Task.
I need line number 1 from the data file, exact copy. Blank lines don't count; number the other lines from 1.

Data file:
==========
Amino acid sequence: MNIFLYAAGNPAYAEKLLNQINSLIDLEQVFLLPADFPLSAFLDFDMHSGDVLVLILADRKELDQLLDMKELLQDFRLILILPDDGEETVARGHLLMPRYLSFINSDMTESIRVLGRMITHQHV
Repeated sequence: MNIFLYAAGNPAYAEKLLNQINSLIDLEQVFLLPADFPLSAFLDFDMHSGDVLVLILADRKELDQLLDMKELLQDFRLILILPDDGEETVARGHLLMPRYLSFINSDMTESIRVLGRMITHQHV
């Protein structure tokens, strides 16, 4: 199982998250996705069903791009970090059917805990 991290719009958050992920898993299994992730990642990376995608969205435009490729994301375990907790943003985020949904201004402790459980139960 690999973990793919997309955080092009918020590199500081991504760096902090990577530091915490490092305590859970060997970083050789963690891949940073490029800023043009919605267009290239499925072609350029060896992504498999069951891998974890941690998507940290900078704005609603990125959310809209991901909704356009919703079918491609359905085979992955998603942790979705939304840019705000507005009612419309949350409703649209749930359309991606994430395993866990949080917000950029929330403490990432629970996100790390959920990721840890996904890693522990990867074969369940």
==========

Amino acid sequence: MNIFLYAAGNPAYAEKLLNQINSLIDLEQVFLLPADFPLSAFLDFDMHSGDVLVLILADRKELDQLLDMKELLQDFRLILILPDDGEETVARGHLLMPRYLSFINSDMTESIRVLGRMITHQHV